There are all sorts of inane examples along these lines that businesses encounter on a regular basis. The report states the structure is “unduly complex” and makes “voluntary compliance more difficult, increasing the cost of doing business in the state and creates financial risk for vendors who ‘get it wrong’ and adds to the government’s tax administration costs.”

If nothing else, in the upcoming legislative session, we should make revenue neutral changes to our sales tax system to take out much of the complexity that has arisen over the years.

Second, the report also acknowledges our state’s estate tax has not kept pace with changes made to federal estate tax laws.

As characteristic of our high-tax reputation, New York is one of only 17 states that has an estate tax. Moreover, there are only two states that have estate tax exemption amounts lower than New York’s $1 million amount.

I was pleased the report notes New York’s estate tax may be a factor in taxpayer migration from New York to states without an estate tax.

In Central New York, we have seen many change their residency to Florida (a state without an estate tax) in effort to avoid NY’s estate tax.

It is hard enough competing with Florida on the basis of the weather. We shouldn’t also be giving people an economic incentive to move there.

To try to alleviate this problem, the commission recommends in its report to raise New York’s exemption from $1 million to $3 million.

This is a start.  However, I would rather see us eliminate our estate tax entirely or, at the very least, match the exemption amount to the federal amount which is $5.25 million.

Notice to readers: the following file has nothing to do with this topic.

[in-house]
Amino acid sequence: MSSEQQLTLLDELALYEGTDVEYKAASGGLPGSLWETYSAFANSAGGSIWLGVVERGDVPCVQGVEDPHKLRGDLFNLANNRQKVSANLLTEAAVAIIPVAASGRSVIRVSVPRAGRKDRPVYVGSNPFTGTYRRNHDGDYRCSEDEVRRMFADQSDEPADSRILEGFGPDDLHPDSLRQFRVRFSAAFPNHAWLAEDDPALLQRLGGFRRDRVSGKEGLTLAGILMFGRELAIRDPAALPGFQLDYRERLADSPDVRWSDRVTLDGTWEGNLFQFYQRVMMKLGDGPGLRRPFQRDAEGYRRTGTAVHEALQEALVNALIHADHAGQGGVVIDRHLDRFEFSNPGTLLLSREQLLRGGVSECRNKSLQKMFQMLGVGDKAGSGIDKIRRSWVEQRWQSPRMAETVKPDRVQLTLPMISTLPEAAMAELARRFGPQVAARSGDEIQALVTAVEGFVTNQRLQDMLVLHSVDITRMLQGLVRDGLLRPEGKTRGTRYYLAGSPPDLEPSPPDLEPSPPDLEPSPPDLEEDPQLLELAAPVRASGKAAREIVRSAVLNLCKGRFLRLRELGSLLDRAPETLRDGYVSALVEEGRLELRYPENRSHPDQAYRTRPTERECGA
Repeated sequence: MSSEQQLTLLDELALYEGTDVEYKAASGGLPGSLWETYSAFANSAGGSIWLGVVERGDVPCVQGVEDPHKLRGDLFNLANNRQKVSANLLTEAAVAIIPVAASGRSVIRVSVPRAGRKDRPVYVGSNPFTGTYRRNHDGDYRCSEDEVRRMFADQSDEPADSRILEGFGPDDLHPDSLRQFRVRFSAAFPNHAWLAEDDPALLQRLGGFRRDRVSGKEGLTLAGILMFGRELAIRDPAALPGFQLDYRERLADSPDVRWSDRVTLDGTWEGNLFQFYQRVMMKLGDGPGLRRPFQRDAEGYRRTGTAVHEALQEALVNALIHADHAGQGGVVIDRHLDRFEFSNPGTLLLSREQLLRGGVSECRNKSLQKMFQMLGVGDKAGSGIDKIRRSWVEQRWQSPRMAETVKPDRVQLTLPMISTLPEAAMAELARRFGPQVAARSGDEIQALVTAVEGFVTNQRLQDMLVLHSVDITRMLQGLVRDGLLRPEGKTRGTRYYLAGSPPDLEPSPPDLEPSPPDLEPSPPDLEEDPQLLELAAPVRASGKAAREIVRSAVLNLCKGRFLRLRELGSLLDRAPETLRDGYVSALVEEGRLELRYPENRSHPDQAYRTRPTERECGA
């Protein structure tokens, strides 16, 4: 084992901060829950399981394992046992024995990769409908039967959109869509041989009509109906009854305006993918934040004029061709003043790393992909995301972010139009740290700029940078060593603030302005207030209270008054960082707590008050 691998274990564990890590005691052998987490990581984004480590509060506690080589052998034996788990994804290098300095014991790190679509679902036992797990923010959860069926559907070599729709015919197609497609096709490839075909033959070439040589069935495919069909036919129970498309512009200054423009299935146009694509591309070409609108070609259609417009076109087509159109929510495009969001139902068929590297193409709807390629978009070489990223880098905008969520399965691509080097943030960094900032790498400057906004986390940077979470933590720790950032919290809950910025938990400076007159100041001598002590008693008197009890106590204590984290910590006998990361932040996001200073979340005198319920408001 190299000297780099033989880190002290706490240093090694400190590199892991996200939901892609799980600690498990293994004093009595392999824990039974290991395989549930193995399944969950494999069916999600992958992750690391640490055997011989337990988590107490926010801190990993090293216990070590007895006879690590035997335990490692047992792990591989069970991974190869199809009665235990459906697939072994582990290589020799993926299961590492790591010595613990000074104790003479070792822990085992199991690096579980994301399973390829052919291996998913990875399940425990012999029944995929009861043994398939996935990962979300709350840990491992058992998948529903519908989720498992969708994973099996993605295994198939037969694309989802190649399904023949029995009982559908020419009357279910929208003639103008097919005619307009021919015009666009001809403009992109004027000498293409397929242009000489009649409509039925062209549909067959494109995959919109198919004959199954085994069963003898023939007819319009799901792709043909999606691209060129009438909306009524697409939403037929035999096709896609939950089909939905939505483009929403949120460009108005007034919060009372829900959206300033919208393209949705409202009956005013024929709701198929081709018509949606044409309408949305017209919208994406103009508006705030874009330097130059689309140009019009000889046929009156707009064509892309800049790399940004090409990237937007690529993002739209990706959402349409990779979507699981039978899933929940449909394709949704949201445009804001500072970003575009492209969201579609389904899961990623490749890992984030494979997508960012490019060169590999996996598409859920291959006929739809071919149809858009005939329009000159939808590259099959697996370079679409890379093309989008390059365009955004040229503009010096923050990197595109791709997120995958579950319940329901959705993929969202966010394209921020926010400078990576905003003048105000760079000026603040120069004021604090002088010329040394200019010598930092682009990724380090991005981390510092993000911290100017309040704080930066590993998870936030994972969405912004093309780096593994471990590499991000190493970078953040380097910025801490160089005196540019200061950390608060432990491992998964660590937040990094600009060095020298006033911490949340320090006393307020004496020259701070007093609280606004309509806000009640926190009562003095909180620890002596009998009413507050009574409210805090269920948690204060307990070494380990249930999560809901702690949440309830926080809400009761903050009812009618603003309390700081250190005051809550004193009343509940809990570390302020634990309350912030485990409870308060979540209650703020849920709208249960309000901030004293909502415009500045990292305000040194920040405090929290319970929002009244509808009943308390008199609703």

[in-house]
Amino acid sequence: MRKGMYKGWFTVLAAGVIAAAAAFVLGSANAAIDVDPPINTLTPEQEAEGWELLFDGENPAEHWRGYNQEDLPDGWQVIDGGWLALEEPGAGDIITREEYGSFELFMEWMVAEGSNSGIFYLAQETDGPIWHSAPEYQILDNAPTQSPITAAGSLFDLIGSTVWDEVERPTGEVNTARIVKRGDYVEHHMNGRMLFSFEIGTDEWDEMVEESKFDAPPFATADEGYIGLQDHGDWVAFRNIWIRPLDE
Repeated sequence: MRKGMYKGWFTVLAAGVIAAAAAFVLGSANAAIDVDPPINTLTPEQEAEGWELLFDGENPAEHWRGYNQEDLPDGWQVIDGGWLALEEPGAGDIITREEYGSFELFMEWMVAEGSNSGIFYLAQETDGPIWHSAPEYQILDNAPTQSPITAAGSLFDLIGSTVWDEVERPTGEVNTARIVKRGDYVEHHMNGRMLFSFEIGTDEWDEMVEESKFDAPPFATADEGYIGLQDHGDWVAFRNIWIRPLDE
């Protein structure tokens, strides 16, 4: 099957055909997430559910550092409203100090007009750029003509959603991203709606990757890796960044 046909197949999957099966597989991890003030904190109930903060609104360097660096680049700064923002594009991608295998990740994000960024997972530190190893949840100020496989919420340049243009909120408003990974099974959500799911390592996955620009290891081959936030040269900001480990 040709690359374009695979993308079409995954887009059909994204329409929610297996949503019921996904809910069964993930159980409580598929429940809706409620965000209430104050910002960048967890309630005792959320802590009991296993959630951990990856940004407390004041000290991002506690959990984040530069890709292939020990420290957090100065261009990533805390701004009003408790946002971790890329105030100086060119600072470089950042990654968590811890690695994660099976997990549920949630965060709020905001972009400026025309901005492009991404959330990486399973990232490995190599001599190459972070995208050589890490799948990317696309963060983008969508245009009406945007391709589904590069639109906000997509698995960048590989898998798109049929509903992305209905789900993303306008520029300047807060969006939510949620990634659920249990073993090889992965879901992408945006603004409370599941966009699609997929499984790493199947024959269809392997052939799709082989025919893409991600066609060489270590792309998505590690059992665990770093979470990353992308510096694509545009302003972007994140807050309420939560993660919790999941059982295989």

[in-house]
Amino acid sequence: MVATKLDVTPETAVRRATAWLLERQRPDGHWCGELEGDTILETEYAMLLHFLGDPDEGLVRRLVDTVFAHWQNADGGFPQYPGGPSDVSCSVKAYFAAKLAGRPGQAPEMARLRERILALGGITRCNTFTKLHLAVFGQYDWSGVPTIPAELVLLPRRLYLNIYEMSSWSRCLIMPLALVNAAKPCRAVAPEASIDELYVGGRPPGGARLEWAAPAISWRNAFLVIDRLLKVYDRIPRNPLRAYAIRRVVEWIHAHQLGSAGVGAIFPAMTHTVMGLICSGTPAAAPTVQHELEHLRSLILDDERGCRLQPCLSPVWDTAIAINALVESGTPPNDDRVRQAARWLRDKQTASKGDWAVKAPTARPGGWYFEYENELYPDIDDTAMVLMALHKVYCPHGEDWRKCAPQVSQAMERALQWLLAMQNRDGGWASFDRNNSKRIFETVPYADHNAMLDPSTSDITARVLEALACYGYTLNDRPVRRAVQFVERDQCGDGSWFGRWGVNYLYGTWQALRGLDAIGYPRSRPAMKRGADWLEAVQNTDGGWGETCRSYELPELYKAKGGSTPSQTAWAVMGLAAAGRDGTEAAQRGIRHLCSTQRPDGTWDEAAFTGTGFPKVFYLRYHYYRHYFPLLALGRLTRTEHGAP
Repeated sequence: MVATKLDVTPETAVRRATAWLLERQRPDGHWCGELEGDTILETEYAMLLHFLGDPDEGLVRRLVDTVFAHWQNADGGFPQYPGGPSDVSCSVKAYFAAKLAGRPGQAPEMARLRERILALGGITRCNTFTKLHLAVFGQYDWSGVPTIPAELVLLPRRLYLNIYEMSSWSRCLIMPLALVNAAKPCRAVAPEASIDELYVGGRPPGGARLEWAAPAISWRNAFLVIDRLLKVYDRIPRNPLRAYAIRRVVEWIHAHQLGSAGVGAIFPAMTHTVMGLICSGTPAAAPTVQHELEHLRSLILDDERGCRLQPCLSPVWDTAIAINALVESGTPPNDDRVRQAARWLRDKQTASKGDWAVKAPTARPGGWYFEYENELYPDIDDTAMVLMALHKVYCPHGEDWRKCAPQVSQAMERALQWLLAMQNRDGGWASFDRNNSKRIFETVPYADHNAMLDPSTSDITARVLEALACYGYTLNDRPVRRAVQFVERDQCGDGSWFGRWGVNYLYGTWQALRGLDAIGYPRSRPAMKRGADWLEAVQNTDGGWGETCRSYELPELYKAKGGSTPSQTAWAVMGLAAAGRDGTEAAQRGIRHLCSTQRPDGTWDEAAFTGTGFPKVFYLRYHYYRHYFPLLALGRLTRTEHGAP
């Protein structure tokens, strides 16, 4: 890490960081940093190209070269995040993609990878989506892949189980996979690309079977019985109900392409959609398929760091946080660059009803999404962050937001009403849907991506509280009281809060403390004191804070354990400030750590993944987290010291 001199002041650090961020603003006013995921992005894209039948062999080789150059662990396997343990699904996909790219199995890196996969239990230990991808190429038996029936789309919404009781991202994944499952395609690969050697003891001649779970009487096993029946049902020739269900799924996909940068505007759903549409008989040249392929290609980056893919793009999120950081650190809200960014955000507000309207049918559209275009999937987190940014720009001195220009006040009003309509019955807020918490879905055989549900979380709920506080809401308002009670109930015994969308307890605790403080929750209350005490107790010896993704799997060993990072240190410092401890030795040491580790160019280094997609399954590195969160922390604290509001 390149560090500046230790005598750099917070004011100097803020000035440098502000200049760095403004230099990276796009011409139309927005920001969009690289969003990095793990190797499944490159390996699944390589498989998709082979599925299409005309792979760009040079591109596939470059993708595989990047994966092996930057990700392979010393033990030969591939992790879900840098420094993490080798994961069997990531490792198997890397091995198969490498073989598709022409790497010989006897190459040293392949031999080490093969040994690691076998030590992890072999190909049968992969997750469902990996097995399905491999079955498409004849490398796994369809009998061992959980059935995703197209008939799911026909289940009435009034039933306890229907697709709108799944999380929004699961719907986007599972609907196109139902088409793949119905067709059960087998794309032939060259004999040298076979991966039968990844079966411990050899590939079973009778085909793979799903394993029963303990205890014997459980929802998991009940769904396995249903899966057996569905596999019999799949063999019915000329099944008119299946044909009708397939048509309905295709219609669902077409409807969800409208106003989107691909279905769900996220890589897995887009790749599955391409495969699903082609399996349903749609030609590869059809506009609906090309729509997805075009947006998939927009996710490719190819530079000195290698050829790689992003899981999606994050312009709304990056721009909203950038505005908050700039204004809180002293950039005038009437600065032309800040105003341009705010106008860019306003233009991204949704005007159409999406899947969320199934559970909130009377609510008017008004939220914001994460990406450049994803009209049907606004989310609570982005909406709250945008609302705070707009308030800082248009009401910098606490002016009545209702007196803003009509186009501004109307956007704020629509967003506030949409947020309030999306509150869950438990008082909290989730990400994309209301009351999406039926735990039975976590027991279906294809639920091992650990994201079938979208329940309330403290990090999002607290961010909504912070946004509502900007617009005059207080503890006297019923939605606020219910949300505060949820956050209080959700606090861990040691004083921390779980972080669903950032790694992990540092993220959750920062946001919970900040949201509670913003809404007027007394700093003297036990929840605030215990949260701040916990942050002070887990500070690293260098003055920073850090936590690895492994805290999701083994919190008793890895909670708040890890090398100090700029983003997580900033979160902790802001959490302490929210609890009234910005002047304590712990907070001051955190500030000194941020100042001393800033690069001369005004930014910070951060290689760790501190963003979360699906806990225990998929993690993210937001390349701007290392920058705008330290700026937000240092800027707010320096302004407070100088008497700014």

Third, the commission recommends an accelerated phase out of the 18-a surcharge. This surcharge is a 2 percent assessment on electric, gas, water and steam utilities.

Like all taxes on businesses, they are passed on to the consumers. This assessment is no different. It places an additional burden on New York families and businesses because we already pay high utility bills notwithstanding our taxes.

In last year’s budget, the legislature and governor agreed to phase out this charge over a three-and-a-half-year period. As mentioned, the commission recommends phasing this out more quickly because it has such a detrimental effect, particularly on businesses.

I agree and indeed sponsor legislation to fully repeal this surcharge.

The commission also recommends many other changes to our state’s tax code. Some of its other recommendations I agree with, some I do not.

However, I am pleased at least there is some focus being brought to what is a primary economic problem in our state.

As mentioned above, the governor also has appointed a second commission to look at our state’s tax system.

Apparently, this second commission is supposed to focus on coming up with proposals to relieve New Yorkers from our high property tax burden.

I look forward to seeing its proposals and hope that they will be broad based.

Solutions will have to get at the reasons why we have high property taxes in this state and not simply shift the burden of our taxes from one group of citizens to another.

I will provide an update once their report becomes available.

If you have any questions or comments on this or any other state issue, or if you would like to be added to my mailing list or receive my newsletter, please contact my office.

My office can be reached by mail at 200 N. Second St., Fulton, 13069, by email at barclaw@assembly.state.ny.us or by calling 598-5185.